I am teaching an upper level elective, American Drama, this semester. My students are about to embark on their final projects, which are “play recovery” projects. The students had to find a lesser-known play they thought could be placed into “the canon” of American drama, and produce several assignments based on this recovery. I’m excited to see what they come up with! If you want to check out some of their blog posts about their projects, you can read them at: American Drama Blog.
But I have been reflecting on the syllabus for this course, which I constructed with an eye to including more playwrights of color, both men and women, and fewer white male playwrights overall. I think I succeeded in offering students a diverse array of voices while still providing them with a historically informed and academically rigorous perspective on American drama (fyi: it is an English course, not a theatre history course). The only major American playwrights I skipped were Tennessee Williams and Eugene O’Neill. Granted, those are giants of American drama, and I think I could fit them into a revised version of the course, but otherwise, the students hit all the major movements of US drama. The question that has been coming to my mind as I reflect on this syllabus was: is there a Conservative theatre? What would it look like? Even the predominantly white male theatrical canon is still fairly liberal/progressive by most standards. Tennessee Williams, Arthur Miller, Sam Shepherd: these guys were all eschewing conservative values and social norms.
Of course, theatre has always skewed to the left, since theatre history is a story of outsiders and “alternative” values. The theatre has always been a place where women, gay men, persons with different bodies, and the poor could find work, acceptance, and a place to fit in. Thus, theatre itself has grown left–toward more progressive ideas and more accepting moral choices. While many mainstream, Broadway style musicals or shows may contain socially conservative narratives in their conclusions-the boy gets the girl, the conflict is resolved, etc-the industry that creates these shows is itself largely maintained by those who support and promote non conservative politics.
So what would explicitly “conservative” theatre look like? Does it even exist? A student mentioned that a strong sense of anti-capitalism ran through many of the plays we were reading, and while that was a reasonable observation, I mentioned that I couldn’t really think of many “pro-capitalism” plays. The musical Annie was the only one that came to mind. But is Annie conservative? (yes, probably, but it was a childhood favorite of mine, so I cannot hate on it.) What would make a play skew more to the political left? Is David Mamet’s work all considered conservative now? To help with these questions, you might find this article at American Theatre interesting: “Enter Stage Right.” The article interviews several self-professed conservative theatre practitioners and how the current state of politics is affecting local and regional theatres.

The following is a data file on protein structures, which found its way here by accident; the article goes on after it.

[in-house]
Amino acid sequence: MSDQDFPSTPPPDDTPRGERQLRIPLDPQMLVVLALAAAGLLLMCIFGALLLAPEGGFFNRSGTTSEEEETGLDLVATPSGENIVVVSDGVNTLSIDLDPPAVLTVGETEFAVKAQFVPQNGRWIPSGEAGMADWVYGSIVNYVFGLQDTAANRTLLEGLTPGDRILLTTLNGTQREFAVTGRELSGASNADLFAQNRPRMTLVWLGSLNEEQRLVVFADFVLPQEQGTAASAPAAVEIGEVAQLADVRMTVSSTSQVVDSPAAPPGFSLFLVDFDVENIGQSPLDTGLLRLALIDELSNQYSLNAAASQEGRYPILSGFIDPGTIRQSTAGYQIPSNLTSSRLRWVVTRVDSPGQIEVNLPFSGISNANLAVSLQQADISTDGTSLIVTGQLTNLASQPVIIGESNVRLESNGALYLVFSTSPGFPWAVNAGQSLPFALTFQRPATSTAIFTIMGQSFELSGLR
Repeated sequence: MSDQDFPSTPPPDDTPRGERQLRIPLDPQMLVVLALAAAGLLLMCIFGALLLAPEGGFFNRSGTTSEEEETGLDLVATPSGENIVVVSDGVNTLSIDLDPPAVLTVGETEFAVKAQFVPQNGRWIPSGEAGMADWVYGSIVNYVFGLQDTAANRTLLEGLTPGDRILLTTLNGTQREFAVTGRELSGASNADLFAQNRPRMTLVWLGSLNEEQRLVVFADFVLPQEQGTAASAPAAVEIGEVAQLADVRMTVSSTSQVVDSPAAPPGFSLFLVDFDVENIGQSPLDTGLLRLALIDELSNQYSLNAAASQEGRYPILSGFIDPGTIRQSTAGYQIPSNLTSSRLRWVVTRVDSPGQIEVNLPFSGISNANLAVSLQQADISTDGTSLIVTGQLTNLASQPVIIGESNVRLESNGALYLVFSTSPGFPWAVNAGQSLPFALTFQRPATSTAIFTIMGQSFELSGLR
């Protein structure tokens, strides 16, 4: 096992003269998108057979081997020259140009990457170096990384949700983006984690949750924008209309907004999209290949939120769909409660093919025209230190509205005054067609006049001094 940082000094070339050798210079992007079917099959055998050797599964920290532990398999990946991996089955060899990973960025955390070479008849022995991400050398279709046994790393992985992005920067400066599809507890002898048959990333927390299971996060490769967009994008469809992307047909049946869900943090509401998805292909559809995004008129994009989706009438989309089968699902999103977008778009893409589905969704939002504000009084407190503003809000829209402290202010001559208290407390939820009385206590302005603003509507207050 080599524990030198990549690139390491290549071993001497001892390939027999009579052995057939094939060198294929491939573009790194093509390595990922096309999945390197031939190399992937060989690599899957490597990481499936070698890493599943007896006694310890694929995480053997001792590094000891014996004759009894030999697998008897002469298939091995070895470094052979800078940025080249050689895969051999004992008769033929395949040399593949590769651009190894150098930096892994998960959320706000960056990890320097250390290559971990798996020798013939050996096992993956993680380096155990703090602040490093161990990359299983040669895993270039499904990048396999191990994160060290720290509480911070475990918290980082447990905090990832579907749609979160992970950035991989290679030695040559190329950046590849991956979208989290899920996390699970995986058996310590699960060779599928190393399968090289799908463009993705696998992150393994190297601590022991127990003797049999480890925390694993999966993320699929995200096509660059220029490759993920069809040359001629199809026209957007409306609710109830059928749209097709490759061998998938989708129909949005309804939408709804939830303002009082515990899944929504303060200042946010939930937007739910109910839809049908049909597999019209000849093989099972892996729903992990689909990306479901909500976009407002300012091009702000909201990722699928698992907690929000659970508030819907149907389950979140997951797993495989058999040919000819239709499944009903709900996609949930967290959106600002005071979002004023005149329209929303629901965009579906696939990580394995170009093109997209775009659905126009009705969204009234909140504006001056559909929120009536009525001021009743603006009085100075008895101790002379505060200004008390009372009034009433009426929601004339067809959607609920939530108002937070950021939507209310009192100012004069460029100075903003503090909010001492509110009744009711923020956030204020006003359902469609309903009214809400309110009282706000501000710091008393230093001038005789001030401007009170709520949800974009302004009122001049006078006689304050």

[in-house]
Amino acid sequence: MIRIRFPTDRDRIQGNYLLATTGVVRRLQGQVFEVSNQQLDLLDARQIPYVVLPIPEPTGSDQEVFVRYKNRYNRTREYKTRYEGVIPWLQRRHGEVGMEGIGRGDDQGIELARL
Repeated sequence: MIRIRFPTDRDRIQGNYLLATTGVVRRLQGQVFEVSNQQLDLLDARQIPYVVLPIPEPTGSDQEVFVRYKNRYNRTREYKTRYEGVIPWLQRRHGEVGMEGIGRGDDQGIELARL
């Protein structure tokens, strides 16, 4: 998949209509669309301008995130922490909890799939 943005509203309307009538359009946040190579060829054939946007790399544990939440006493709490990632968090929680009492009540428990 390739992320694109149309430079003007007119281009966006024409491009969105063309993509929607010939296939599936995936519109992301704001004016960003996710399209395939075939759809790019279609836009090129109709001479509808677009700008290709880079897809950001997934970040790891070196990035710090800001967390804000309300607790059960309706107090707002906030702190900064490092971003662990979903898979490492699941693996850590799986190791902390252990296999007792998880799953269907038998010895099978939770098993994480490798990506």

To more directly answer these questions, you can check out the “What is Conservative Theatre?” page for Stage Right Theatrics, which lists several aspects of conservative theatre as articulated by its founder and Director, Robert Cooperman. These guiding principles are perhaps not precisely “conservative” as much as they are “right-leaning American.” For instance, the belief in “the exceptionalism of the United States” is a pretty standard talking point for US-based conservatives and even some liberal folks, but may not represent “conservatism” elsewhere in the world. Points like “the existence of human nature” seem neither particularly political nor conservative. Thus, the bullet point beliefs listed here are a fairly specific set of truisms that would require very precise playwrighting in order to comply. However, the site also frequently mentions its trademarked motto, “disagreement does not equal hate,” so one imagines the possibility for more flexibility.
But the notion of a conservative theatre praxis is still one that seems difficult to parse. Theatre as an art form can be many things, and its practitioners will always bring a variety of perspectives. But theatre itself was historically shunned/insulted/shut down by the same worldview that founded the United States. After all, the Puritans who came to the US in the 17th century were offshoots of the same movement represented by Oliver Cromwell, who destroyed and shut down all the theatres of England. The colonial Puritans detested theatre, acting, and anything that smacked of Roman Catholic ritual. When domestic theatre finally begins, it doesn’t happen in Puritan New England, but in other more religiously open states. Thus, the history of theatre in the US is one which rejected a kind of conservatism from the beginning in order to thrive. Contemporary conservative theatre, such as it is, therefore owes a debt to the more liberal movements which paved the way for it to exist, at the very least.